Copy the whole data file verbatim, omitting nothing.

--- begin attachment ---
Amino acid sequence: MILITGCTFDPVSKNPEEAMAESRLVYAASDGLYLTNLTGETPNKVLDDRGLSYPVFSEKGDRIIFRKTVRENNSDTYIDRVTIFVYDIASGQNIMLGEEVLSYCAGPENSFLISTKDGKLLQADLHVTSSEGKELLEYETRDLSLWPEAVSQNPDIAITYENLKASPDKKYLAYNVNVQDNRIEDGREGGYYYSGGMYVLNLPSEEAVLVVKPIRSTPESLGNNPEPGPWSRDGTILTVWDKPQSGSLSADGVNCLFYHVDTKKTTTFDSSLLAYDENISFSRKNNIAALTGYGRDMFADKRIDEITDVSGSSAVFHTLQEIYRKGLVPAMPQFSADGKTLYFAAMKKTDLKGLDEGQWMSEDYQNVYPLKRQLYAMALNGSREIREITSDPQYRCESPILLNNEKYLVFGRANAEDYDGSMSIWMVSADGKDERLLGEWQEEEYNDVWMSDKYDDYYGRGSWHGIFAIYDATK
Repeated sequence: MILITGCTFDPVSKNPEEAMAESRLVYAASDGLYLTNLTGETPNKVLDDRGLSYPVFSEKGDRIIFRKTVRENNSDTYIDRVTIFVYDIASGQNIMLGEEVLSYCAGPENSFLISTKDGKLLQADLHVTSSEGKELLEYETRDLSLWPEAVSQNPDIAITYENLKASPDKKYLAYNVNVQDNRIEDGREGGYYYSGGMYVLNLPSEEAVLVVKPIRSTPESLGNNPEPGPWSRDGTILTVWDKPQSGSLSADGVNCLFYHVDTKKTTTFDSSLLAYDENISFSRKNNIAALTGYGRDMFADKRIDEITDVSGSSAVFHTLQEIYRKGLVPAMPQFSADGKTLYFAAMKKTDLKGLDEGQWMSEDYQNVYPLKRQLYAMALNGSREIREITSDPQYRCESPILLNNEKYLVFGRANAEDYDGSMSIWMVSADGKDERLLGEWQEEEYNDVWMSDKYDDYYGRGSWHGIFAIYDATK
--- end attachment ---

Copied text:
Amino acid sequence: MILITGCTFDPVSKNPEEAMAESRLVYAASDGLYLTNLTGETPNKVLDDRGLSYPVFSEKGDRIIFRKTVRENNSDTYIDRVTIFVYDIASGQNIMLGEEVLSYCAGPENSFLISTKDGKLLQADLHVTSSEGKELLEYETRDLSLWPEAVSQNPDIAITYENLKASPDKKYLAYNVNVQDNRIEDGREGGYYYSGGMYVLNLPSEEAVLVVKPIRSTPESLGNNPEPGPWSRDGTILTVWDKPQSGSLSADGVNCLFYHVDTKKTTTFDSSLLAYDENISFSRKNNIAALTGYGRDMFADKRIDEITDVSGSSAVFHTLQEIYRKGLVPAMPQFSADGKTLYFAAMKKTDLKGLDEGQWMSEDYQNVYPLKRQLYAMALNGSREIREITSDPQYRCESPILLNNEKYLVFGRANAEDYDGSMSIWMVSADGKDERLLGEWQEEEYNDVWMSDKYDDYYGRGSWHGIFAIYDATK
Repeated sequence: MILITGCTFDPVSKNPEEAMAESRLVYAASDGLYLTNLTGETPNKVLDDRGLSYPVFSEKGDRIIFRKTVRENNSDTYIDRVTIFVYDIASGQNIMLGEEVLSYCAGPENSFLISTKDGKLLQADLHVTSSEGKELLEYETRDLSLWPEAVSQNPDIAITYENLKASPDKKYLAYNVNVQDNRIEDGREGGYYYSGGMYVLNLPSEEAVLVVKPIRSTPESLGNNPEPGPWSRDGTILTVWDKPQSGSLSADGVNCLFYHVDTKKTTTFDSSLLAYDENISFSRKNNIAALTGYGRDMFADKRIDEITDVSGSSAVFHTLQEIYRKGLVPAMPQFSADGKTLYFAAMKKTDLKGLDEGQWMSEDYQNVYPLKRQLYAMALNGSREIREITSDPQYRCESPILLNNEKYLVFGRANAEDYDGSMSIWMVSADGKDERLLGEWQEEEYNDVWMSDKYDDYYGRGSWHGIFAIYDATK